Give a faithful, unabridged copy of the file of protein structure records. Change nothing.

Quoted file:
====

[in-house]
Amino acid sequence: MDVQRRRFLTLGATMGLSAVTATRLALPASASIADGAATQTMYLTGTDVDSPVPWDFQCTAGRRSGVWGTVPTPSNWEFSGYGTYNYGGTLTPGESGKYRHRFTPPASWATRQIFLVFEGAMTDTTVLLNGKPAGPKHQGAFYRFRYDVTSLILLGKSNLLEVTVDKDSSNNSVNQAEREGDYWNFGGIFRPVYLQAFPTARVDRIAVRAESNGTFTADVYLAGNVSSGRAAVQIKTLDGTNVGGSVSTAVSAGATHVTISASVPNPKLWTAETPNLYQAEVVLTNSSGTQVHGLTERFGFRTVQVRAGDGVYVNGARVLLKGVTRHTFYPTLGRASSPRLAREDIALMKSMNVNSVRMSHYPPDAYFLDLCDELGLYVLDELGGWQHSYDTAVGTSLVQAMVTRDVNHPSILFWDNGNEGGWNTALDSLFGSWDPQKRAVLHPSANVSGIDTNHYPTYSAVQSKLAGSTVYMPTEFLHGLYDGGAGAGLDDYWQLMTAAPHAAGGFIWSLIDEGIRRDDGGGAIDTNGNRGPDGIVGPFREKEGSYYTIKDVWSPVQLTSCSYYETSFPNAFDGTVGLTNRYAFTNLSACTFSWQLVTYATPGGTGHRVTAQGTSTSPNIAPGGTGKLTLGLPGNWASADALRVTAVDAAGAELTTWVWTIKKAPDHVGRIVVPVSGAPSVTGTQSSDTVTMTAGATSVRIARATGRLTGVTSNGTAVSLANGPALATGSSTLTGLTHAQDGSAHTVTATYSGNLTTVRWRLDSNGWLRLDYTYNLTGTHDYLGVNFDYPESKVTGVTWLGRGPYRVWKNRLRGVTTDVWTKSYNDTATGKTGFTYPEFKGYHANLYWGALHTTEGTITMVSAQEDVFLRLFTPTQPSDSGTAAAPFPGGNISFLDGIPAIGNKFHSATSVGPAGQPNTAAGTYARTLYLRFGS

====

[in-house]
Amino acid sequence: MDVQRRRFLTLGATMGLSAVTATRLALPASASIADGAATQTMYLTGTDVDSPVPWDFQCTAGRRSGVWGTVPTPSNWEFSGYGTYNYGGTLTPGESGKYRHRFTPPASWATRQIFLVFEGAMTDTTVLLNGKPAGPKHQGAFYRFRYDVTSLILLGKSNLLEVTVDKDSSNNSVNQAEREGDYWNFGGIFRPVYLQAFPTARVDRIAVRAESNGTFTADVYLAGNVSSGRAAVQIKTLDGTNVGGSVSTAVSAGATHVTISASVPNPKLWTAETPNLYQAEVVLTNSSGTQVHGLTERFGFRTVQVRAGDGVYVNGARVLLKGVTRHTFYPTLGRASSPRLAREDIALMKSMNVNSVRMSHYPPDAYFLDLCDELGLYVLDELGGWQHSYDTAVGTSLVQAMVTRDVNHPSILFWDNGNEGGWNTALDSLFGSWDPQKRAVLHPSANVSGIDTNHYPTYSAVQSKLAGSTVYMPTEFLHGLYDGGAGAGLDDYWQLMTAAPHAAGGFIWSLIDEGIRRDDGGGAIDTNGNRGPDGIVGPFREKEGSYYTIKDVWSPVQLTSCSYYETSFPNAFDGTVGLTNRYAFTNLSACTFSWQLVTYATPGGTGHRVTAQGTSTSPNIAPGGTGKLTLGLPGNWASADALRVTAVDAAGAELTTWVWTIKKAPDHVGRIVVPVSGAPSVTGTQSSDTVTMTAGATSVRIARATGRLTGVTSNGTAVSLANGPALATGSSTLTGLTHAQDGSAHTVTATYSGNLTTVRWRLDSNGWLRLDYTYNLTGTHDYLGVNFDYPESKVTGVTWLGRGPYRVWKNRLRGVTTDVWTKSYNDTATGKTGFTYPEFKGYHANLYWGALHTTEGTITMVSAQEDVFLRLFTPTQPSDSGTAAAPFPGGNISFLDGIPAIGNKFHSATSVGPAGQPNTAAGTYARTLYLRFGS